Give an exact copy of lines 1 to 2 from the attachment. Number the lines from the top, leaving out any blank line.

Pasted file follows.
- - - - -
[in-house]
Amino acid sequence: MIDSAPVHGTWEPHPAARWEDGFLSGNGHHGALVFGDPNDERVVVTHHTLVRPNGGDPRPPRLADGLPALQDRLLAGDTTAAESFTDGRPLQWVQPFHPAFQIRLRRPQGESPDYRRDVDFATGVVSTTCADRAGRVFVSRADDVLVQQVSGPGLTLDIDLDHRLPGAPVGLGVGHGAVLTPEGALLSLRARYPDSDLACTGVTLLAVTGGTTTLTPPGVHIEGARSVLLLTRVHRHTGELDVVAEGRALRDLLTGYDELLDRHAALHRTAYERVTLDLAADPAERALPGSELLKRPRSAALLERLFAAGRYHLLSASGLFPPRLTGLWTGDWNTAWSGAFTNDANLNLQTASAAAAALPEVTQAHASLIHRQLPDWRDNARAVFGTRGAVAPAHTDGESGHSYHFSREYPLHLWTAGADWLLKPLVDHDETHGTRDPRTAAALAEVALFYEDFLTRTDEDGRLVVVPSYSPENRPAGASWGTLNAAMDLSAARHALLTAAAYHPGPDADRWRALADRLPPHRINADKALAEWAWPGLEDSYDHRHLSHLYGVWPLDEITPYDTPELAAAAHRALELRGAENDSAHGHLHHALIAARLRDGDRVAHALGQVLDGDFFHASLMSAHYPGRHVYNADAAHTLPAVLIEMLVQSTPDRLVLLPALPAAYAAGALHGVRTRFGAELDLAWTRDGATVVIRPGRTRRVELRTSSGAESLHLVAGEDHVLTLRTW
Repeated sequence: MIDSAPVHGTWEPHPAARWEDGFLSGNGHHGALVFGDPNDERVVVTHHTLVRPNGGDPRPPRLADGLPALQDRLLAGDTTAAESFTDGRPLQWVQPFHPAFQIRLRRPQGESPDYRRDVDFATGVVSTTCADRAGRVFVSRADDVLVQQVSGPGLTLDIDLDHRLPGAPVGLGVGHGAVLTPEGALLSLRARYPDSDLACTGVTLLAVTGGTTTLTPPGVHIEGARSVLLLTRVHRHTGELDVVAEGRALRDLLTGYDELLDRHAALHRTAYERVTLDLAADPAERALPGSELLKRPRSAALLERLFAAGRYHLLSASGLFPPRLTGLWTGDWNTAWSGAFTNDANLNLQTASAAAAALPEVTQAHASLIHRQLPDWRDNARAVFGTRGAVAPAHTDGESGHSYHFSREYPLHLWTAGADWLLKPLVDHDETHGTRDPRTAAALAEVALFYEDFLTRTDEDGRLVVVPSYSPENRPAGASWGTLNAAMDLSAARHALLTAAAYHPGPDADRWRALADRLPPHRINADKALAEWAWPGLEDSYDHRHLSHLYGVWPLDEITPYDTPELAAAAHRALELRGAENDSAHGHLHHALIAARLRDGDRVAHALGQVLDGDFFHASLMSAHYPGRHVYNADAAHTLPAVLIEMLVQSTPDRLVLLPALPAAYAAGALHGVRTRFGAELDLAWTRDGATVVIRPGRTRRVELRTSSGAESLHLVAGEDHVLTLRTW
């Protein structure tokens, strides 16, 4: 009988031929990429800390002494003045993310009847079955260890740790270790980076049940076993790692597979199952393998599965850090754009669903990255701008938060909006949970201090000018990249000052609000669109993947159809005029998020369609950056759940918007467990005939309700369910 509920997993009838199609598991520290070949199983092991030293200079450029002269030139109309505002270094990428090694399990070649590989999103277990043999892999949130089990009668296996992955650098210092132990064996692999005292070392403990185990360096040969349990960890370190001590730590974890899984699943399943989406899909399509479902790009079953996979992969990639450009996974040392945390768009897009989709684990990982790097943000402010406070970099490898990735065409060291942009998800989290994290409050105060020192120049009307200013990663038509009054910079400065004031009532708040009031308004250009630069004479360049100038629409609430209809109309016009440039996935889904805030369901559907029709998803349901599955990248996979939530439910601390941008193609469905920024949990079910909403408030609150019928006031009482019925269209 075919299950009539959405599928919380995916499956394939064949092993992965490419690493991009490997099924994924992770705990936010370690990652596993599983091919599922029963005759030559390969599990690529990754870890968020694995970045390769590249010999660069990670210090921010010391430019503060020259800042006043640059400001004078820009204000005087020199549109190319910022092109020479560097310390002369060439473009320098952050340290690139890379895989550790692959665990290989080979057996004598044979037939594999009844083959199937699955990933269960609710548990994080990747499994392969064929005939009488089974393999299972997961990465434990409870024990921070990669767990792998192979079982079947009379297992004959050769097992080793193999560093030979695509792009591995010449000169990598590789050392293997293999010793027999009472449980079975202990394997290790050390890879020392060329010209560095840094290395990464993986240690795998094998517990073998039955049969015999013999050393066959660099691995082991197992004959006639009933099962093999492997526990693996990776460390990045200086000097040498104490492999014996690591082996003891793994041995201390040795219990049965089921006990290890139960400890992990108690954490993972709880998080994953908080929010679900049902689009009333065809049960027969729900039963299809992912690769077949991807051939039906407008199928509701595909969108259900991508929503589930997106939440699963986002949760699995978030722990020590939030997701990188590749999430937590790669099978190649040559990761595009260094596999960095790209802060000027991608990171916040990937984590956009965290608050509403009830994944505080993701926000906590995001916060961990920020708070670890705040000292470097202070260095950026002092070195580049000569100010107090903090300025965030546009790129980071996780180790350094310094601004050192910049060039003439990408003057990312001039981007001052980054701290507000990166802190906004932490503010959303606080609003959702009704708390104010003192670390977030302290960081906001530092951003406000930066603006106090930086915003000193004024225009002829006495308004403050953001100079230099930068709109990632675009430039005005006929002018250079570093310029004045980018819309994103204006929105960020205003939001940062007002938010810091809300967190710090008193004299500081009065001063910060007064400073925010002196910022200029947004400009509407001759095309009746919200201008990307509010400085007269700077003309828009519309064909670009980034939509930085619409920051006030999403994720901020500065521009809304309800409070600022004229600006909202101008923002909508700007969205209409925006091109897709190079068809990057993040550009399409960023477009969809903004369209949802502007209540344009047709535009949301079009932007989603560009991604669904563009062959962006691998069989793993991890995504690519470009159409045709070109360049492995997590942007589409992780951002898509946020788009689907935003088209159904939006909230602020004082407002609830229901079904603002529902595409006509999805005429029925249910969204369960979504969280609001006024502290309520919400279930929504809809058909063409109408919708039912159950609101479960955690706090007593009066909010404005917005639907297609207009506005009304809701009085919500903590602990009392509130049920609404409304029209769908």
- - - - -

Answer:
[in-house]
Amino acid sequence: MIDSAPVHGTWEPHPAARWEDGFLSGNGHHGALVFGDPNDERVVVTHHTLVRPNGGDPRPPRLADGLPALQDRLLAGDTTAAESFTDGRPLQWVQPFHPAFQIRLRRPQGESPDYRRDVDFATGVVSTTCADRAGRVFVSRADDVLVQQVSGPGLTLDIDLDHRLPGAPVGLGVGHGAVLTPEGALLSLRARYPDSDLACTGVTLLAVTGGTTTLTPPGVHIEGARSVLLLTRVHRHTGELDVVAEGRALRDLLTGYDELLDRHAALHRTAYERVTLDLAADPAERALPGSELLKRPRSAALLERLFAAGRYHLLSASGLFPPRLTGLWTGDWNTAWSGAFTNDANLNLQTASAAAAALPEVTQAHASLIHRQLPDWRDNARAVFGTRGAVAPAHTDGESGHSYHFSREYPLHLWTAGADWLLKPLVDHDETHGTRDPRTAAALAEVALFYEDFLTRTDEDGRLVVVPSYSPENRPAGASWGTLNAAMDLSAARHALLTAAAYHPGPDADRWRALADRLPPHRINADKALAEWAWPGLEDSYDHRHLSHLYGVWPLDEITPYDTPELAAAAHRALELRGAENDSAHGHLHHALIAARLRDGDRVAHALGQVLDGDFFHASLMSAHYPGRHVYNADAAHTLPAVLIEMLVQSTPDRLVLLPALPAAYAAGALHGVRTRFGAELDLAWTRDGATVVIRPGRTRRVELRTSSGAESLHLVAGEDHVLTLRTW